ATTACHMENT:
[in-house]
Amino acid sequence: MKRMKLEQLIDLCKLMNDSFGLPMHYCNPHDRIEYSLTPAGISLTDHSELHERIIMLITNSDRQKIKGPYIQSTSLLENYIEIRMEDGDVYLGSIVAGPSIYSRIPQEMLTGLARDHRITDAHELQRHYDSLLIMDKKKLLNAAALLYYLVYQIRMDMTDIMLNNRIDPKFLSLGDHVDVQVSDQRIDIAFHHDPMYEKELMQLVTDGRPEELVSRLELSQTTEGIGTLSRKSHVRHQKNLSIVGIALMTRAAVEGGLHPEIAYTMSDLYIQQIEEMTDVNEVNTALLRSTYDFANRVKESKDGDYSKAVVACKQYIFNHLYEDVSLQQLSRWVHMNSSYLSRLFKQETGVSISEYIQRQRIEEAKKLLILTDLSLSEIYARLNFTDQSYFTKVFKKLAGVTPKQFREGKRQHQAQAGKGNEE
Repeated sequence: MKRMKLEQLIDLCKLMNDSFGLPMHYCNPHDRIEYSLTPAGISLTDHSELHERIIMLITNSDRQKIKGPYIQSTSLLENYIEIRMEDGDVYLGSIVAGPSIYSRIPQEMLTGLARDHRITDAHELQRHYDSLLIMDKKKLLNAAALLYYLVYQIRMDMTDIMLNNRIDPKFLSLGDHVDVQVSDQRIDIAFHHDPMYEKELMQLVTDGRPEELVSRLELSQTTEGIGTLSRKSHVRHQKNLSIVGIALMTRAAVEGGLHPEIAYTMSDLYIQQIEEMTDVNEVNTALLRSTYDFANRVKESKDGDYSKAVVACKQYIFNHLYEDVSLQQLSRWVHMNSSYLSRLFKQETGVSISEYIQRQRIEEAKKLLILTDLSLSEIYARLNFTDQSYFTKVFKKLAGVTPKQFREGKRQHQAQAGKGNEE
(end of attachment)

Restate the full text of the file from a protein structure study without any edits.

[in-house]
Amino acid sequence: MKRMKLEQLIDLCKLMNDSFGLPMHYCNPHDRIEYSLTPAGISLTDHSELHERIIMLITNSDRQKIKGPYIQSTSLLENYIEIRMEDGDVYLGSIVAGPSIYSRIPQEMLTGLARDHRITDAHELQRHYDSLLIMDKKKLLNAAALLYYLVYQIRMDMTDIMLNNRIDPKFLSLGDHVDVQVSDQRIDIAFHHDPMYEKELMQLVTDGRPEELVSRLELSQTTEGIGTLSRKSHVRHQKNLSIVGIALMTRAAVEGGLHPEIAYTMSDLYIQQIEEMTDVNEVNTALLRSTYDFANRVKESKDGDYSKAVVACKQYIFNHLYEDVSLQQLSRWVHMNSSYLSRLFKQETGVSISEYIQRQRIEEAKKLLILTDLSLSEIYARLNFTDQSYFTKVFKKLAGVTPKQFREGKRQHQAQAGKGNEE
Repeated sequence: MKRMKLEQLIDLCKLMNDSFGLPMHYCNPHDRIEYSLTPAGISLTDHSELHERIIMLITNSDRQKIKGPYIQSTSLLENYIEIRMEDGDVYLGSIVAGPSIYSRIPQEMLTGLARDHRITDAHELQRHYDSLLIMDKKKLLNAAALLYYLVYQIRMDMTDIMLNNRIDPKFLSLGDHVDVQVSDQRIDIAFHHDPMYEKELMQLVTDGRPEELVSRLELSQTTEGIGTLSRKSHVRHQKNLSIVGIALMTRAAVEGGLHPEIAYTMSDLYIQQIEEMTDVNEVNTALLRSTYDFANRVKESKDGDYSKAVVACKQYIFNHLYEDVSLQQLSRWVHMNSSYLSRLFKQETGVSISEYIQRQRIEEAKKLLILTDLSLSEIYARLNFTDQSYFTKVFKKLAGVTPKQFREGKRQHQAQAGKGNEE